Fighting to understand The combative and collaborative energy of Children of Jupiter BY CHRISTOPHER RENSTROM

Find your ruling planet The Sun: Leo The Moon:â&#x20AC;&#x2C6;Cancer Mercury: Gemini and Virgo Venus: Taurus and Libra Mars: Scorpio and Aries Jupiter: Sagittarius and Pisces Saturn: Capricorn and Aquarius Uranus: Aquarius Neptune: Pisces Pluto: Aries and Scorpio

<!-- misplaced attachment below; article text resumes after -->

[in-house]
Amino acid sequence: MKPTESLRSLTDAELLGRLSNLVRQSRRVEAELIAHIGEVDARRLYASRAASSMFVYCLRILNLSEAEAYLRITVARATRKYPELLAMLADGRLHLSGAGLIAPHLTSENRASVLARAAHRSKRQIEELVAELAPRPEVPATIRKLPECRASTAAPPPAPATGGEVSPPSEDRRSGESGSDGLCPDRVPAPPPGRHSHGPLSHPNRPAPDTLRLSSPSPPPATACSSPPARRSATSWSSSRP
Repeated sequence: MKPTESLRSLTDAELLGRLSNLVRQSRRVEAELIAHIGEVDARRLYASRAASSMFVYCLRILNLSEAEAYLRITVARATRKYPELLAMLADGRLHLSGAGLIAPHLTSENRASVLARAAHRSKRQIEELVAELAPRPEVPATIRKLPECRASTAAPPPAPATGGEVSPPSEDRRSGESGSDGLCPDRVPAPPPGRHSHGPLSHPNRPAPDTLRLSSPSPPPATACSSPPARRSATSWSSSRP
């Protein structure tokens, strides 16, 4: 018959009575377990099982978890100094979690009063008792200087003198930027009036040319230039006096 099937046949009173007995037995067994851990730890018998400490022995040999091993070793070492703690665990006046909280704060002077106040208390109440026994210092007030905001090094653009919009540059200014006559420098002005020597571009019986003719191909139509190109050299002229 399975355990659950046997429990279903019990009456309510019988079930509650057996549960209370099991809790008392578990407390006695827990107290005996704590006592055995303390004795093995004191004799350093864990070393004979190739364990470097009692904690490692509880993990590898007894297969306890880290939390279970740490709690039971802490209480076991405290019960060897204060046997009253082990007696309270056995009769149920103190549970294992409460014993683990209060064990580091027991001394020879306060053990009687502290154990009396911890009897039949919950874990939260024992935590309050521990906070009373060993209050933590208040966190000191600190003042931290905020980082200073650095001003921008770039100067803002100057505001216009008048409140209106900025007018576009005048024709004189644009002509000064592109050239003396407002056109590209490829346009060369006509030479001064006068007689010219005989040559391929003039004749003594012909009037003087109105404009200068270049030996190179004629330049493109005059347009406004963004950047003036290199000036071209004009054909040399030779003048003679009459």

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My birthday is 3/12/1958. Her birthday is 12/10/1954. Weâ&#x20AC;&#x2122;ve been involved in an on-again-off-again relationship over the last nine months. We share a heart connection, but mind integration is an obstacle. Do you have any insight? The strongest pairings in astrology are between people born under the same zodiac sign or the same Ruling Planet. In your case, you and your friend share the same Ruling Planetâ&#x20AC;&#x201D;Jupiter. In astrology, Jupiter is the planet of â&#x20AC;&#x153;what I believeâ&#x20AC;? and people who are born under Jupiter believe everything we do in life serves a higher purpose. This is what makes Jupiterâ&#x20AC;&#x2122;s children so spiritual and hopeful. Thereâ&#x20AC;&#x2122;s no such thing as a lost cause as far as youâ&#x20AC;&#x2122;re concerned, and you will always try to help someone to realize his or her inner potential. But your vision of how someone could be doesnâ&#x20AC;&#x2122;t always align with who that person is and this is where children of Jupiter can run into trouble. You canâ&#x20AC;&#x2122;t always tell if youâ&#x20AC;&#x2122;re helping someone to evolve spiritually or if youâ&#x20AC;&#x2122;ve created an expectation that the other person canâ&#x20AC;&#x2122;t live up to. What makes this such a moral quandary is that you both want to be the person that the other one sees, and this can create anxiety and tension between you. The reason for this is that your Jupiters form a square to each other in your horoscopes. Your Jupiter, at zero degrees Scorpio, squares hers at 29 degrees Cancer. This is called an â&#x20AC;&#x153;out of